Halberstam makes an interesting claim: she posits that revolutionary movies are aware of the fact that children are not invested in adult enterprises (in other words, children are queer in that they deviate from heteronormative expectations): “children are not coupled, they are not romantic, they do not have religious morality, they are not afraid of death or failure, they are collective creatures, they are in a constant state of rebellion against their parents, and they are not masters of their own domain” (47). Thus, cartoons become conventional and fail to be revolutionary when there is an overemphasis on the nuclear family or a “normative investment in coupled romance” (47). Thus, revolutionary CGI animation movies (which she refers to as Pixarvolt films) depict a world where the “little guys” are able to overcome obstacles, and where they are able to revolt against the “business world of the father and the domestic sphere of the mother” (47).
Halberstam shifts her attention to a discussion of forgetfulness and stupidity, arguing that similar to failure, they “work hand in hand to open up new and different ways of being in relation to time, truth, being, living, and dying” (55). After all, forgetfulness can be approached as a failure to remember, and stupidity can be approached as a failure to be wise. In her efforts to forge the relationship between stupidity, forgetting, and other forms of being, she alludes to films such as Dude, Where’s My Car? (2000) and Finding Nemo (2003) as examples of narratives that approach forgetting as an act that “arrests the developmental and progressive narratives of heteronormativity” (60). In Dude, Where’s My Car, for instance, the main characters are known for their relaxed approach that allows them to be receptive to others while at the same time being permeable and manipulable. This relaxed approach can especially be seen in the scene where the characters engage in a queer encounter in an effort to “compete” with Fabio (the infamous male model), The characters’ nonchalance (which might be perceived as stupidity) after the kiss, is deemed to be emancipatory because it is in essence a kiss between to straight men, yet it does not cause them to flinch in disgust or react negatively in any way. The kiss is a non-issue, and although it can be approached as an inauthentic representation, it can also be approached as a way of resisting “the earnestness of so many gay and lesbian texts” (67).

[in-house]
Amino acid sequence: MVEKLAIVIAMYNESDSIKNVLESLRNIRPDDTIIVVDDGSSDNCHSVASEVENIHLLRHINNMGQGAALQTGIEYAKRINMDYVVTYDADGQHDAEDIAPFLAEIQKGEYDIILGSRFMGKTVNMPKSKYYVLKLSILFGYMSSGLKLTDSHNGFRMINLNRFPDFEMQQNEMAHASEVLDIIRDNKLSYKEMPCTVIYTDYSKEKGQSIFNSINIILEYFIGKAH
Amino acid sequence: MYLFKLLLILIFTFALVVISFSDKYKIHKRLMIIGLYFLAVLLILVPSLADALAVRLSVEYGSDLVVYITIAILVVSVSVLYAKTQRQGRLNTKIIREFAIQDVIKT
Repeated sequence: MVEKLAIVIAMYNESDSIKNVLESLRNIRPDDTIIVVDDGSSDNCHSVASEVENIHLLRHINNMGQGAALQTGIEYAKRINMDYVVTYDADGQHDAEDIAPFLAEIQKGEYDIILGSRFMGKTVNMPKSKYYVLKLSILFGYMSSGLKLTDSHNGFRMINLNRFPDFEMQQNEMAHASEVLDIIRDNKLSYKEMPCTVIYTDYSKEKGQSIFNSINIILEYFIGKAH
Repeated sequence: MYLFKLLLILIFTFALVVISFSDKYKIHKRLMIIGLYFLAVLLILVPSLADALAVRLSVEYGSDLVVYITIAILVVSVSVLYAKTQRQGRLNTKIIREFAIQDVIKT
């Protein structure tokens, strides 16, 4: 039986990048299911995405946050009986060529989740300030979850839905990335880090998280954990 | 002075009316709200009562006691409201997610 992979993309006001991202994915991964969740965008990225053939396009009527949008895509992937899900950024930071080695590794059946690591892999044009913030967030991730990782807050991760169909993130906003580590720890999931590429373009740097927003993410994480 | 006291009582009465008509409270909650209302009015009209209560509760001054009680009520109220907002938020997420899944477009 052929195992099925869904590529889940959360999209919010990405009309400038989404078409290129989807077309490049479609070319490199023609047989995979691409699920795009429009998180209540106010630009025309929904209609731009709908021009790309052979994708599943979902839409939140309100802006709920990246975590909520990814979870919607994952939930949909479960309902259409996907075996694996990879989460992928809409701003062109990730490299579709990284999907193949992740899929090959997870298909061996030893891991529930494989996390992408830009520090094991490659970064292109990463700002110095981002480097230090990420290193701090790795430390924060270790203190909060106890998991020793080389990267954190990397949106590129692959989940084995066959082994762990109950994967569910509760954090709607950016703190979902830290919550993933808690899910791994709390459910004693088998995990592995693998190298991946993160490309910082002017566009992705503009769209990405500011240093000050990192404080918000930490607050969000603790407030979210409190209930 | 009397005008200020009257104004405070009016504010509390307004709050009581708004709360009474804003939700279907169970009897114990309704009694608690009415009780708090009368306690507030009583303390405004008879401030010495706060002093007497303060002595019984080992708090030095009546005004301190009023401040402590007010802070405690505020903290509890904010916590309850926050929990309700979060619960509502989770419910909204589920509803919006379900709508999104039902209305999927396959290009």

One of the more interesting discussions in Halberstam’s book centered around a discussion of forgetting, stupidity, and family within the Pixar film Finding Nemo. Halberstam mentions how the intent to break away the power of generation from the process of history is a queer project, precisely because “queer loves seek to uncouple change from the supposedly organic and immutable forms of family and inheritance” (70). Breaking away from family and forgetting family lineage becomes away of starting fresh even though it entails a failure from engaging in the heteronormative enterprise of the nuclear family. It is here that Halberstam begins to approach linearity and normative temporality, which favor longevity over the temporary, thus prioritizing family over other possible relationships that can be forged.
Her examination of Finding Nemo thusly attempts to demonstrate what happens to queer characters when they forget their families and find alternative ways of relating and bonding with others. This is mostly exemplified by the character of Dori, who suffers from short-term memory loss. Since she can’t recall her relationship or her family due to the fact that she is constantly forgetting, she is forced to (happily) bond with other creatures in a fashion that avoids normative temporality. This, in addition to the fact that she can’t forge a romantic relationship with Marlin (Nemo’s father) due to her condition makes her a very queer character. Halberstam also notes that within Finding Nemo, the mother figure is absent from the narrative, leading to an erasure of the past that facilitates the visualization of new possibilities of being. Thus, forgetting provides a new way to remember, a way to move on from the failure of recollection, and even more so, a way of disconnecting the self from the linear and normative expectations of time, culture, and family.
You can purchase a copy of Halberstam’s book here.
Halberstam, Judith. The Queer Art of Failure. Durham: Duke University Press, 2011. Print.